For continued coverage of proposed immigration reform and legislation, as well as the latest developments in immigration politics, subscribe to our blog and immigration and I-9 newsletters here.

Interested in staying current with I-9/E-Verify news and issues?  Check out our group on LinkedIn.


Tips for H-1B Visa Petition Approvals

Monday, February 27th, 2012

With H-1B filing season upon us as of April 2, 2012, we take this opportunity to remind you that although there has been slow but steady economic recovery over the last few years, the H-1B cap is expected to be reached much faster this year.  This, coupled with a recent NFAP Policy Report Analysis released this month citing case denial rates of 17% with a staggering RFE (Request for Evidence) rate of 36%, sends a clear, “culture of no” message that USCIS is making it more difficult for skilled foreign nationals to work in the USA with increasing denial rates for both the H-1B and L-1 visa programs.  All the more reason to be relying on experienced business immigration council for your case filings.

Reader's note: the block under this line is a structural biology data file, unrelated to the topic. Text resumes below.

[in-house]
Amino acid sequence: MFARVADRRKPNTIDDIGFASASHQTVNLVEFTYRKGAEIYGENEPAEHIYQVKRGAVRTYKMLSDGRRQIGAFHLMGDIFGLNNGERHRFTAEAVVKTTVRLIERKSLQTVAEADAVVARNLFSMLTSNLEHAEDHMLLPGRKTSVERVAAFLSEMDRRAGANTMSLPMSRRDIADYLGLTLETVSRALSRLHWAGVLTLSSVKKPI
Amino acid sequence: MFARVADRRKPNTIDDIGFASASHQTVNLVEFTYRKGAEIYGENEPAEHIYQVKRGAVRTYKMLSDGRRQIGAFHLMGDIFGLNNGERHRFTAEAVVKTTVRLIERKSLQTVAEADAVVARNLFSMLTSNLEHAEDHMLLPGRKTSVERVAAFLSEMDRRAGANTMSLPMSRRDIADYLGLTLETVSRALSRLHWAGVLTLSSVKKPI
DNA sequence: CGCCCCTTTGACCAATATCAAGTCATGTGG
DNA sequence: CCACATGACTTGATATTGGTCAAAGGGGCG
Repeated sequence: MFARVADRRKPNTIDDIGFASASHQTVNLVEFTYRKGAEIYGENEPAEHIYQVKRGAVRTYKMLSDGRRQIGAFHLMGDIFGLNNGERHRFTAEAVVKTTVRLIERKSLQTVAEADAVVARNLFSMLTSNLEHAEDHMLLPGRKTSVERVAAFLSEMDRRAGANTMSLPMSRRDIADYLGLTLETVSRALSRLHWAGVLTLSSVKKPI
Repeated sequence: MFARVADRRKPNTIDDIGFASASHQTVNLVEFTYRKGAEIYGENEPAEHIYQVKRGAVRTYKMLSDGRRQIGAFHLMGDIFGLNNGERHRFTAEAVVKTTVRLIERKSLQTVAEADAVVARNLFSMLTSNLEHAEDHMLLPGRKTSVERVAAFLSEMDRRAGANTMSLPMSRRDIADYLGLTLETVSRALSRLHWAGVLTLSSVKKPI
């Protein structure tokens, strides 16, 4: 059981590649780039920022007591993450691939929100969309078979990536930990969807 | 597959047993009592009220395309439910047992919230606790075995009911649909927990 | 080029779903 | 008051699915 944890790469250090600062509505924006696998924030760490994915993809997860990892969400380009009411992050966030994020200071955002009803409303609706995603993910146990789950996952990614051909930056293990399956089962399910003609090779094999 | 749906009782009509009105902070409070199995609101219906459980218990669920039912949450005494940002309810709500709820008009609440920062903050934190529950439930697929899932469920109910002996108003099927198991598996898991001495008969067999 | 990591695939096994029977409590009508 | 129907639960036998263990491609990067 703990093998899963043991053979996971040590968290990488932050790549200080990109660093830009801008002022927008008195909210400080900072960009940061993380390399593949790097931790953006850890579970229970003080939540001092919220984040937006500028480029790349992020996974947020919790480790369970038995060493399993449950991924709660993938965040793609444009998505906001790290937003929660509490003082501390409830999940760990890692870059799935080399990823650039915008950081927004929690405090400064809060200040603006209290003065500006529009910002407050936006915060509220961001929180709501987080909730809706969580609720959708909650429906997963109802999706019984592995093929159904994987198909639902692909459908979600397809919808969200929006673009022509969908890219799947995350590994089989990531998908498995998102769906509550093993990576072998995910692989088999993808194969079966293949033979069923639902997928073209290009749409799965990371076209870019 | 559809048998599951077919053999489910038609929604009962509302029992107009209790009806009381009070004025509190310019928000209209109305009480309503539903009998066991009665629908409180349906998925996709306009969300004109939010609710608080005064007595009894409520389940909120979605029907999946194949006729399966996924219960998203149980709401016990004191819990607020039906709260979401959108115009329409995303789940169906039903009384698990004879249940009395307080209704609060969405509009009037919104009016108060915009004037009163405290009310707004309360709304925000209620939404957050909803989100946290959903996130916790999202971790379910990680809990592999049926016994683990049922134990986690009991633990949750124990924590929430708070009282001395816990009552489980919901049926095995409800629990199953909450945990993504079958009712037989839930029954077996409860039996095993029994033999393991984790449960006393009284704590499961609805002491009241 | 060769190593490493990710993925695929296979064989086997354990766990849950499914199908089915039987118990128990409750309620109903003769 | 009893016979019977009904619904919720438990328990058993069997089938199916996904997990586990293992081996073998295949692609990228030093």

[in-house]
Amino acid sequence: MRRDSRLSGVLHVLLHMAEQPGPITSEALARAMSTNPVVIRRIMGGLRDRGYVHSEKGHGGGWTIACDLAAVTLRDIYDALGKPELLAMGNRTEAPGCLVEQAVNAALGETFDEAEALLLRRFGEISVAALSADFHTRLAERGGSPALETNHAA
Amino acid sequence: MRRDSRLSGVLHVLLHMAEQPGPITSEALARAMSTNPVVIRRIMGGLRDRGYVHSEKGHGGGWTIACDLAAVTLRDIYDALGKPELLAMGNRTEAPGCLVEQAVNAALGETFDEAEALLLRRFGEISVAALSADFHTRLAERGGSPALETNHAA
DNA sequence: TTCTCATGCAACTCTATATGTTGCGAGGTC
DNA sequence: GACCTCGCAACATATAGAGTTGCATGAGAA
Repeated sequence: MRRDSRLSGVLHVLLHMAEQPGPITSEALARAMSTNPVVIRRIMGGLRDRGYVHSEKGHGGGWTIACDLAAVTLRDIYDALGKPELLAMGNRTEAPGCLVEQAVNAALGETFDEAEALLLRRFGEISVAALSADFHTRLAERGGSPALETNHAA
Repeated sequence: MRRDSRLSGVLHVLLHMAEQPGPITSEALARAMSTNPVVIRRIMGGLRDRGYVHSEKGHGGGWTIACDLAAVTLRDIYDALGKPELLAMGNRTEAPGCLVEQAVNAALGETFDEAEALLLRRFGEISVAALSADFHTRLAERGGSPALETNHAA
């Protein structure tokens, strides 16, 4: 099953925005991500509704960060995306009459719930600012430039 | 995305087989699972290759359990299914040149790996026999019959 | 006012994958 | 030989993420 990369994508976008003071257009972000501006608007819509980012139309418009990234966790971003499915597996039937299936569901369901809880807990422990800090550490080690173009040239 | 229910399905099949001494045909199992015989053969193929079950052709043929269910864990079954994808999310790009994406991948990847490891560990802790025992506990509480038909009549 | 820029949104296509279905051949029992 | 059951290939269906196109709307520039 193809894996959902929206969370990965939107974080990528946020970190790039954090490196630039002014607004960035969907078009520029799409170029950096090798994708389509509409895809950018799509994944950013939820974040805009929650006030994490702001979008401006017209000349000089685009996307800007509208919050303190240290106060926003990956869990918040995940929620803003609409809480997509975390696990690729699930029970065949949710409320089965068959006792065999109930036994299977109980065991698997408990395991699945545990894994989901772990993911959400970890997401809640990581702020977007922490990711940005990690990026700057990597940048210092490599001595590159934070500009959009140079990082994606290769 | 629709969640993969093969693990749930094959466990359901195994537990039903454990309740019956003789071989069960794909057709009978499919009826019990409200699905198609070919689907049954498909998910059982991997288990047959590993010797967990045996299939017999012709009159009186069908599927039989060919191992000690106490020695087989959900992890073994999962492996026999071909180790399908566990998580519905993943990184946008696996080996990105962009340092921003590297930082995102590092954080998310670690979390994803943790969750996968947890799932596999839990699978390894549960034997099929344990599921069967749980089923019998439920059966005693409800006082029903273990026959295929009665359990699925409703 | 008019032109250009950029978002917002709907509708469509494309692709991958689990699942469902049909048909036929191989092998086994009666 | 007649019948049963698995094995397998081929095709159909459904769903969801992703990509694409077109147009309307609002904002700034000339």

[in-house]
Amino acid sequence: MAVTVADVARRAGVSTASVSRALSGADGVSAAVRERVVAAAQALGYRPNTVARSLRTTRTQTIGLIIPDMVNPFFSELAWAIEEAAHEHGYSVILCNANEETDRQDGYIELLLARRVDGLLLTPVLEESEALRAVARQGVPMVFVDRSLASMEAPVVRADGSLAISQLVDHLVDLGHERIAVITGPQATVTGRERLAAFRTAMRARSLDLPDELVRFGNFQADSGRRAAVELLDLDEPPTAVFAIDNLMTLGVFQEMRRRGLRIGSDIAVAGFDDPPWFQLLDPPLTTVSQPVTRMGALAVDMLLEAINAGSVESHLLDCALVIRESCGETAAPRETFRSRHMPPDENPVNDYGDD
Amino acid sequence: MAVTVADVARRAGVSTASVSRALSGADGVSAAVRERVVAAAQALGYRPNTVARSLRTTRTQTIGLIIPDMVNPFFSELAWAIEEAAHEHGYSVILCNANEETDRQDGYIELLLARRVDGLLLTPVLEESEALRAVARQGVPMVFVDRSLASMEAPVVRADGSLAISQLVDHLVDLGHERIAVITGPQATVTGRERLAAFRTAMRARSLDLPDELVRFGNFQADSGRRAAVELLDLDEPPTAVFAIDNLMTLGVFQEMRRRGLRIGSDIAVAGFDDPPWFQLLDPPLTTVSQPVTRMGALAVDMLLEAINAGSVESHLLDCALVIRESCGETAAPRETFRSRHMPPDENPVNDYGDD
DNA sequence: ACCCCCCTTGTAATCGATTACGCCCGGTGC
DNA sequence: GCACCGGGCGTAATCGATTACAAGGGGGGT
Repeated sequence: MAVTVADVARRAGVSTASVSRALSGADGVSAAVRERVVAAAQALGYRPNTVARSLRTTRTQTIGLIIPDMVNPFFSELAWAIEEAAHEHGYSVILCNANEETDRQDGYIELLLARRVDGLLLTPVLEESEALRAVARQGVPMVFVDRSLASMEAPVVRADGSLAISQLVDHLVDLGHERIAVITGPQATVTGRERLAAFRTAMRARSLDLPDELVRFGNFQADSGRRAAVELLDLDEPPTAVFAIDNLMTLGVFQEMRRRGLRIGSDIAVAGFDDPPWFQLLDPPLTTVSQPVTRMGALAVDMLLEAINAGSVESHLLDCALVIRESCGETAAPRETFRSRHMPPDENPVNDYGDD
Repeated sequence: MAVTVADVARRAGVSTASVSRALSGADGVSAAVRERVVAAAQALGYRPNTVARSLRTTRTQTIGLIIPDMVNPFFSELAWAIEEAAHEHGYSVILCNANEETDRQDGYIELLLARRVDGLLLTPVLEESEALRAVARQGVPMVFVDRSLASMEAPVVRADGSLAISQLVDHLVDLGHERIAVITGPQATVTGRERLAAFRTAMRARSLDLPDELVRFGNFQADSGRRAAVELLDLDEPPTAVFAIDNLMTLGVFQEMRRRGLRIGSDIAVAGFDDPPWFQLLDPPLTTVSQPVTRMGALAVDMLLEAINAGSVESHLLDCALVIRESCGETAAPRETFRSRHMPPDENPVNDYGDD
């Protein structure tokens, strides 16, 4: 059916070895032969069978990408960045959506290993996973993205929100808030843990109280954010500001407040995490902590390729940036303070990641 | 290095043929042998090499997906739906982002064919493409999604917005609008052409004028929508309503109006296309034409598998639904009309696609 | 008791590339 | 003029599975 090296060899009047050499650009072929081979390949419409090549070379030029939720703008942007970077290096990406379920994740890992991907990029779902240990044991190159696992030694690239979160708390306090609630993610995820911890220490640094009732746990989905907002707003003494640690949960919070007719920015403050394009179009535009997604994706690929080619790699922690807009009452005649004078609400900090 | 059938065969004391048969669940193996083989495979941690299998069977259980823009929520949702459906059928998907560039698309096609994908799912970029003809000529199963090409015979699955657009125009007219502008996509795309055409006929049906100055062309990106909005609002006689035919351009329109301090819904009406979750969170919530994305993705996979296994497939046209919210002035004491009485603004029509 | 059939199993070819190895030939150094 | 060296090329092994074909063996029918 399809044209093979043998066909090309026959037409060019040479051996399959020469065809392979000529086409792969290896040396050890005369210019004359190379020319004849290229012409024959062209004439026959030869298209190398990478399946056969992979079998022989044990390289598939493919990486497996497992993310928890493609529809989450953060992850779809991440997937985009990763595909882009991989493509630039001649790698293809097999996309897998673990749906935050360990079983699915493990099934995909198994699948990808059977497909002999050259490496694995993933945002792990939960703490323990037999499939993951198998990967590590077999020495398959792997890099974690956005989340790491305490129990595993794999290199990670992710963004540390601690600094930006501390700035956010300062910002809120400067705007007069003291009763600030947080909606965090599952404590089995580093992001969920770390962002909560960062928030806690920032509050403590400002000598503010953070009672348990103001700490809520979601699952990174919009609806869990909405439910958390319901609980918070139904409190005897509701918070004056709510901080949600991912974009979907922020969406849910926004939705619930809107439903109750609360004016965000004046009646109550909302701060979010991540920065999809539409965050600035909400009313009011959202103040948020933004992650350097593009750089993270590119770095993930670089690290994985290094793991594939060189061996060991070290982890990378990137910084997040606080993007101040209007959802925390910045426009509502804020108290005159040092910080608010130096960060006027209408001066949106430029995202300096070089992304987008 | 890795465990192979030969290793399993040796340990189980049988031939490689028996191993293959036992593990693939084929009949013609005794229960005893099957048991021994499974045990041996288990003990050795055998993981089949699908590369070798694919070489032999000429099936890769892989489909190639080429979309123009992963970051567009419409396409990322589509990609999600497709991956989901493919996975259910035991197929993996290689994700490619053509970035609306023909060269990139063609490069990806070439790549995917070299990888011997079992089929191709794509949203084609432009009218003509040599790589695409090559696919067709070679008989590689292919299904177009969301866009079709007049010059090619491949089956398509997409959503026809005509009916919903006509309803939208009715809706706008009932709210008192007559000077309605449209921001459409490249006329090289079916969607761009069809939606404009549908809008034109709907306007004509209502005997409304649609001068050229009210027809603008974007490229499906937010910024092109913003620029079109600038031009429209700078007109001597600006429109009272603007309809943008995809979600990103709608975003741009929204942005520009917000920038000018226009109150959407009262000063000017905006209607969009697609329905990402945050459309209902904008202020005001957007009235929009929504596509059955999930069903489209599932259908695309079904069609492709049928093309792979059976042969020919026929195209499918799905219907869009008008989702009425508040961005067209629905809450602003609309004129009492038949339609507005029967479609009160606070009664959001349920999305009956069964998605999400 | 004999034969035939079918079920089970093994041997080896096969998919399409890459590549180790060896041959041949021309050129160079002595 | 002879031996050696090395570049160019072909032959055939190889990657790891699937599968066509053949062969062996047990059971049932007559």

The NFAP report states, “Employers report the time lost due to the increase in denials and Requests for Evidence are costing them millions of dollars in project delays and contract penalties, while aiding competitors that operate exclusively outside the United States beyond the reach of USCIS adjudicators and U.S. consular officers.”

Small to medium-size companies and IT consultants and staffing agencies often bear the burden of these overbearing RFE’s.  Working with smart immigration practitioners and preparing your case strategy in advance to address both your strengths and weaknesses, will pay off greatly.  Here are some tips that we highly recommend be incorporated in your filings: